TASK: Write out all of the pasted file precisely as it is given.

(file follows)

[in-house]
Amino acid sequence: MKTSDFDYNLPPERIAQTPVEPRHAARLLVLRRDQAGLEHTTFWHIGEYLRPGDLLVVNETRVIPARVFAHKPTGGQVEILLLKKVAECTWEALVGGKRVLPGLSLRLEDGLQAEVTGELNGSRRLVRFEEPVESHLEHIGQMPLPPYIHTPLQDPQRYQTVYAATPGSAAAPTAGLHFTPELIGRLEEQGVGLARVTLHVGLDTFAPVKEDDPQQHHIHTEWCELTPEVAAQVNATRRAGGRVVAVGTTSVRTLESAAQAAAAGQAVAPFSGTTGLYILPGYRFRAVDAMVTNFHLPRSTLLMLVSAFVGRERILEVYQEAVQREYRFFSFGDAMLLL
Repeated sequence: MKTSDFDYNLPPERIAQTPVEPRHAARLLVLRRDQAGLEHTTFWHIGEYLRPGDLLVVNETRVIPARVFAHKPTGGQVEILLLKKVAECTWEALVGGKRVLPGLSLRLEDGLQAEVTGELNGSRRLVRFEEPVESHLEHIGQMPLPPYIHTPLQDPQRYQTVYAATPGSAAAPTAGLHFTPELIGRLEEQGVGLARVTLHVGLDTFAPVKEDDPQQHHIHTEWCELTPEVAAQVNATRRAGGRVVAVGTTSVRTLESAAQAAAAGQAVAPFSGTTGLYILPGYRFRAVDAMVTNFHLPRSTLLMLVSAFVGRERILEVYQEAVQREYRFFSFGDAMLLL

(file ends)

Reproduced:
[in-house]
Amino acid sequence: MKTSDFDYNLPPERIAQTPVEPRHAARLLVLRRDQAGLEHTTFWHIGEYLRPGDLLVVNETRVIPARVFAHKPTGGQVEILLLKKVAECTWEALVGGKRVLPGLSLRLEDGLQAEVTGELNGSRRLVRFEEPVESHLEHIGQMPLPPYIHTPLQDPQRYQTVYAATPGSAAAPTAGLHFTPELIGRLEEQGVGLARVTLHVGLDTFAPVKEDDPQQHHIHTEWCELTPEVAAQVNATRRAGGRVVAVGTTSVRTLESAAQAAAAGQAVAPFSGTTGLYILPGYRFRAVDAMVTNFHLPRSTLLMLVSAFVGRERILEVYQEAVQREYRFFSFGDAMLLL
Repeated sequence: MKTSDFDYNLPPERIAQTPVEPRHAARLLVLRRDQAGLEHTTFWHIGEYLRPGDLLVVNETRVIPARVFAHKPTGGQVEILLLKKVAECTWEALVGGKRVLPGLSLRLEDGLQAEVTGELNGSRRLVRFEEPVESHLEHIGQMPLPPYIHTPLQDPQRYQTVYAATPGSAAAPTAGLHFTPELIGRLEEQGVGLARVTLHVGLDTFAPVKEDDPQQHHIHTEWCELTPEVAAQVNATRRAGGRVVAVGTTSVRTLESAAQAAAAGQAVAPFSGTTGLYILPGYRFRAVDAMVTNFHLPRSTLLMLVSAFVGRERILEVYQEAVQREYRFFSFGDAMLLL